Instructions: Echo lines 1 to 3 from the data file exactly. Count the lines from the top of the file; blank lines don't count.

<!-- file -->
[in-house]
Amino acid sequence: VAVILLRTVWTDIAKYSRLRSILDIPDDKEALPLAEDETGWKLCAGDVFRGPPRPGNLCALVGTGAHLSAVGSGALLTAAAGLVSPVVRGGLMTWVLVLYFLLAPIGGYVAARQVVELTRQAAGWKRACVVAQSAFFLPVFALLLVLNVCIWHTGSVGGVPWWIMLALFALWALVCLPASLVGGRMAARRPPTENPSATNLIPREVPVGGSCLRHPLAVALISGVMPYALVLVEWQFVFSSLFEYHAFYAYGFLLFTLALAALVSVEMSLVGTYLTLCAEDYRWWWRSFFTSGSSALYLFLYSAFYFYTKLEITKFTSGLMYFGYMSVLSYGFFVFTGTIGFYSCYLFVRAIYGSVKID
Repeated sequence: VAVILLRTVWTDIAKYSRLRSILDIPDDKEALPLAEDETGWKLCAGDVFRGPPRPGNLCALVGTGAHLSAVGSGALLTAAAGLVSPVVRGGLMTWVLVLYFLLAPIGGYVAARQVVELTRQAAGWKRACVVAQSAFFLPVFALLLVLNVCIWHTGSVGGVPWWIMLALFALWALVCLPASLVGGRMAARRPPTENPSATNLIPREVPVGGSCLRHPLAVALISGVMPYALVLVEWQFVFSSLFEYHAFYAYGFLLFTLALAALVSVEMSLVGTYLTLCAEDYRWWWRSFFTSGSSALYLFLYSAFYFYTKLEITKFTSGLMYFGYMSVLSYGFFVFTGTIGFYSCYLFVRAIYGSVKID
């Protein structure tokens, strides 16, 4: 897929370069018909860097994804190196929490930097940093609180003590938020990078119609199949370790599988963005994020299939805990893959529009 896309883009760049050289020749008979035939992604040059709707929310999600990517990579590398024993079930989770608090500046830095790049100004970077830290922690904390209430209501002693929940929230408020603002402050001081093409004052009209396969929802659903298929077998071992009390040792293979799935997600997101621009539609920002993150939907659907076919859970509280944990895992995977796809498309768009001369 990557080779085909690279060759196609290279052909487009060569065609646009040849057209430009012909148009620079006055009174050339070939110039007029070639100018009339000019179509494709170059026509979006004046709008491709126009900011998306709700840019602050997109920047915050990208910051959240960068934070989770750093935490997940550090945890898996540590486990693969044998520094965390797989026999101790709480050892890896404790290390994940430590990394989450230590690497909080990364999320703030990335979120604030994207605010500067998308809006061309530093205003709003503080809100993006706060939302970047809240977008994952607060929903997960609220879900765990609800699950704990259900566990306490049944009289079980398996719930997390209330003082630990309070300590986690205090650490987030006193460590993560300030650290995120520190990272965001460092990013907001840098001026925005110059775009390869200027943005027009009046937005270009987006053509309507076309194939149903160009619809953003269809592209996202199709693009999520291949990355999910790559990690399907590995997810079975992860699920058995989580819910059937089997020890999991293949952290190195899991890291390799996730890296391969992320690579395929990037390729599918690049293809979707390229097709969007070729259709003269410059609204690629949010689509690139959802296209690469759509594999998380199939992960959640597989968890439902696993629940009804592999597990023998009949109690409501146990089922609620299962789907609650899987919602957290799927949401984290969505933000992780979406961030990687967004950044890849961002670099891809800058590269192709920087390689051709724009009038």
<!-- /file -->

[in-house]
Amino acid sequence: VAVILLRTVWTDIAKYSRLRSILDIPDDKEALPLAEDETGWKLCAGDVFRGPPRPGNLCALVGTGAHLSAVGSGALLTAAAGLVSPVVRGGLMTWVLVLYFLLAPIGGYVAARQVVELTRQAAGWKRACVVAQSAFFLPVFALLLVLNVCIWHTGSVGGVPWWIMLALFALWALVCLPASLVGGRMAARRPPTENPSATNLIPREVPVGGSCLRHPLAVALISGVMPYALVLVEWQFVFSSLFEYHAFYAYGFLLFTLALAALVSVEMSLVGTYLTLCAEDYRWWWRSFFTSGSSALYLFLYSAFYFYTKLEITKFTSGLMYFGYMSVLSYGFFVFTGTIGFYSCYLFVRAIYGSVKID
Repeated sequence: VAVILLRTVWTDIAKYSRLRSILDIPDDKEALPLAEDETGWKLCAGDVFRGPPRPGNLCALVGTGAHLSAVGSGALLTAAAGLVSPVVRGGLMTWVLVLYFLLAPIGGYVAARQVVELTRQAAGWKRACVVAQSAFFLPVFALLLVLNVCIWHTGSVGGVPWWIMLALFALWALVCLPASLVGGRMAARRPPTENPSATNLIPREVPVGGSCLRHPLAVALISGVMPYALVLVEWQFVFSSLFEYHAFYAYGFLLFTLALAALVSVEMSLVGTYLTLCAEDYRWWWRSFFTSGSSALYLFLYSAFYFYTKLEITKFTSGLMYFGYMSVLSYGFFVFTGTIGFYSCYLFVRAIYGSVKID